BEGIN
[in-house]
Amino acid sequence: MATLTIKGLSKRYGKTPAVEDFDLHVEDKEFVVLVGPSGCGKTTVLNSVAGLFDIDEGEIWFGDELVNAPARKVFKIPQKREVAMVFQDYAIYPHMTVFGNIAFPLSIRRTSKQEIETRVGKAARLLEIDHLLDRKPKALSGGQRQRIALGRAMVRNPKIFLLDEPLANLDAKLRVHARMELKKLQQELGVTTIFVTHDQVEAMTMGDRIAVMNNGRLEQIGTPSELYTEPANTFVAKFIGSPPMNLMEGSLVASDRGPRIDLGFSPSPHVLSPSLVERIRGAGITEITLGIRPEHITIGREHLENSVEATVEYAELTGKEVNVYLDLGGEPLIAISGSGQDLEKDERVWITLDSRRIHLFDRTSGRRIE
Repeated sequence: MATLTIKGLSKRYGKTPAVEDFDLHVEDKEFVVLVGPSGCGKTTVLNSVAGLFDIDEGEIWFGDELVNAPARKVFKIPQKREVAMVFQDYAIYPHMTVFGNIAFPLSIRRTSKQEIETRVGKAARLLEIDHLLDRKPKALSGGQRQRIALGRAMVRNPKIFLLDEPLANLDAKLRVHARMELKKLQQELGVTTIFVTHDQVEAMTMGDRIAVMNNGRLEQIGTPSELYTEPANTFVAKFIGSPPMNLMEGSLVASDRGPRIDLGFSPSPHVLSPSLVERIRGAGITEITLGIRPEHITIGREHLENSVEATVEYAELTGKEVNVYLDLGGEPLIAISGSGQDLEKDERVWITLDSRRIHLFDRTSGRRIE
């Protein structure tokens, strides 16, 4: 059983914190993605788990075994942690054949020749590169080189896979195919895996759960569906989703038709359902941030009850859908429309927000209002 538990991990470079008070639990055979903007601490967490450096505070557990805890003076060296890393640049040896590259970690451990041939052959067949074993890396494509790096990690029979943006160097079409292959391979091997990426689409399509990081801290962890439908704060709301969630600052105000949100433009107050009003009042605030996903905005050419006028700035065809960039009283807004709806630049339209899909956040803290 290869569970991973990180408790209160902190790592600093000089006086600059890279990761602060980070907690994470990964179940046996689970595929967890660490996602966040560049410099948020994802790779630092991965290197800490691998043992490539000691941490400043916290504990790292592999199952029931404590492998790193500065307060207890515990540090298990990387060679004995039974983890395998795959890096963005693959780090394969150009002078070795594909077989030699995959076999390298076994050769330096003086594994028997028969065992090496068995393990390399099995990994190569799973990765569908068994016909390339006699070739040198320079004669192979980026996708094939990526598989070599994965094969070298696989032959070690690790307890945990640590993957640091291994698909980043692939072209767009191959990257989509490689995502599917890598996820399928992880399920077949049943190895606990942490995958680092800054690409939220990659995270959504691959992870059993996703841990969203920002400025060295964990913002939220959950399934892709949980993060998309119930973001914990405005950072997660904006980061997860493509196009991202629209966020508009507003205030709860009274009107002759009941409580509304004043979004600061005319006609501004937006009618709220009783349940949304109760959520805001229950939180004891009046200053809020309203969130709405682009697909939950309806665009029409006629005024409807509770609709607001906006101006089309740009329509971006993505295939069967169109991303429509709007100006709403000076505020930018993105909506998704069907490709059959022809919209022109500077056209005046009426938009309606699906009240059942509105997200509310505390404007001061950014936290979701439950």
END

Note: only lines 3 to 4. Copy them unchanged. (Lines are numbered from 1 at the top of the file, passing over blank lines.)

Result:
Repeated sequence: MATLTIKGLSKRYGKTPAVEDFDLHVEDKEFVVLVGPSGCGKTTVLNSVAGLFDIDEGEIWFGDELVNAPARKVFKIPQKREVAMVFQDYAIYPHMTVFGNIAFPLSIRRTSKQEIETRVGKAARLLEIDHLLDRKPKALSGGQRQRIALGRAMVRNPKIFLLDEPLANLDAKLRVHARMELKKLQQELGVTTIFVTHDQVEAMTMGDRIAVMNNGRLEQIGTPSELYTEPANTFVAKFIGSPPMNLMEGSLVASDRGPRIDLGFSPSPHVLSPSLVERIRGAGITEITLGIRPEHITIGREHLENSVEATVEYAELTGKEVNVYLDLGGEPLIAISGSGQDLEKDERVWITLDSRRIHLFDRTSGRRIE
């Protein structure tokens, strides 16, 4: 059983914190993605788990075994942690054949020749590169080189896979195919895996759960569906989703038709359902941030009850859908429309927000209002 538990991990470079008070639990055979903007601490967490450096505070557990805890003076060296890393640049040896590259970690451990041939052959067949074993890396494509790096990690029979943006160097079409292959391979091997990426689409399509990081801290962890439908704060709301969630600052105000949100433009107050009003009042605030996903905005050419006028700035065809960039009283807004709806630049339209899909956040803290 290869569970991973990180408790209160902190790592600093000089006086600059890279990761602060980070907690994470990964179940046996689970595929967890660490996602966040560049410099948020994802790779630092991965290197800490691998043992490539000691941490400043916290504990790292592999199952029931404590492998790193500065307060207890515990540090298990990387060679004995039974983890395998795959890096963005693959780090394969150009002078070795594909077989030699995959076999390298076994050769330096003086594994028997028969065992090496068995393990390399099995990994190569799973990765569908068994016909390339006699070739040198320079004669192979980026996708094939990526598989070599994965094969070298696989032959070690690790307890945990640590993957640091291994698909980043692939072209767009191959990257989509490689995502599917890598996820399928992880399920077949049943190895606990942490995958680092800054690409939220990659995270959504691959992870059993996703841990969203920002400025060295964990913002939220959950399934892709949980993060998309119930973001914990405005950072997660904006980061997860493509196009991202629209966020508009507003205030709860009274009107002759009941409580509304004043979004600061005319006609501004937006009618709220009783349940949304109760959520805001229950939180004891009046200053809020309203969130709405682009697909939950309806665009029409006629005024409807509770609709607001906006101006089309740009329509971006993505295939069967169109991303429509709007100006709403000076505020930018993105909506998704069907490709059959022809919209022109500077056209005046009426938009309606699906009240059942509105997200509310505390404007001061950014936290979701439950």